Kate Andrews Kate Andrews

Is this the start of the lockdown rebellions?

(Photo by JUSTIN TALLIS/AFP via Getty Images)

We are frequently reminded of polls that show the majority of Brits supporting lockdown measures. In fact, often the public wants the government to go further than it has done. Local officials tend to reflect this sentiment. Mayors of two of the UK’s largest cities — London’s Sadiq Khan and Manchester’s Andy Burnham — have repeatedly accused the government of not going far enough with its Covid restrictions.

But are attitudes starting to shift? While there’s little data available about the public’s adherence to Covid rules, some evidence is starting to build. A comprehensive study from UCL and Kings College London found that only a fraction of people who said they would self-isolate if required have actually done so. Scottish police broke up over 300 parties last weekend, fining and even arresting people breaking the rule of six.

And this afternoon, we have the first signs of pushback from officials. Andy Preston, mayor of Middlesbrough, announced in a video on social media that the city will ‘defy government’, stating authorities ‘do not accept’ the measures announced today, which would ban households mixing indoors in Middlesbrough, Liverpool, Hartlepool and Warrington:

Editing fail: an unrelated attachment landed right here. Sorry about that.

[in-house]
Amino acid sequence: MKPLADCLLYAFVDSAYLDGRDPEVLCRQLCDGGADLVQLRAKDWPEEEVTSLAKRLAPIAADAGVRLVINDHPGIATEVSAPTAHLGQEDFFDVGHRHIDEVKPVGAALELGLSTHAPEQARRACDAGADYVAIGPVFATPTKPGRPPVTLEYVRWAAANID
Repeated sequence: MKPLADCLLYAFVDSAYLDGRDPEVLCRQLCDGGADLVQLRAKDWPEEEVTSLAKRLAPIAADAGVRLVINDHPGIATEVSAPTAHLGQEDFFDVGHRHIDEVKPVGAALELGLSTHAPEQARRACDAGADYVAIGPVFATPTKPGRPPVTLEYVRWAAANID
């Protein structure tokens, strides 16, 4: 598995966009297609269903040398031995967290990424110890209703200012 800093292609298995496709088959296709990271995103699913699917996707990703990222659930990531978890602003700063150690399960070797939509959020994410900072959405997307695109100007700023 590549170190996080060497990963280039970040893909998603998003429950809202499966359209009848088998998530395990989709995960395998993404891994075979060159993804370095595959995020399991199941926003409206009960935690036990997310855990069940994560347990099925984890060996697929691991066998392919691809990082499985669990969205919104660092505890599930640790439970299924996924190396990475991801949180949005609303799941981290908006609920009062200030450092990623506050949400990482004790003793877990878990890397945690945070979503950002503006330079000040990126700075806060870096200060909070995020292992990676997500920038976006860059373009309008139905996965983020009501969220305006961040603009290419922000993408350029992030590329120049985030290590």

I have to tell you that I think this measure has been introduced based on factual inaccuracies and a monstrous and frightening lack of communication and ignorance… As things stand, we defy the government and we do not accept these measures. We need to get Covid under control and we need to work with people to find a way of preserving jobs and mental health.

Middlesbrough’s mayor has previously been supportive of measures to tackle Covid-19

Preston has previously been supportive of measures to tackle Covid-19. Early last month, he urged residents to wear masks and maintain social distancing so that they could avoid being put under local lockdown. But the mayor is now questioning the ‘factual’ basis being used to justify these new restrictions. While

Already a subscriber? Log in

Keep reading with a free trial

Subscribe and get your first month of online and app access for free. After that it’s just £1 a week.

There’s no commitment, you can cancel any time.


Unlock more articles



Don't miss out

Join the conversation with other Spectator readers. Subscribe to leave a comment.

Already a subscriber? Log in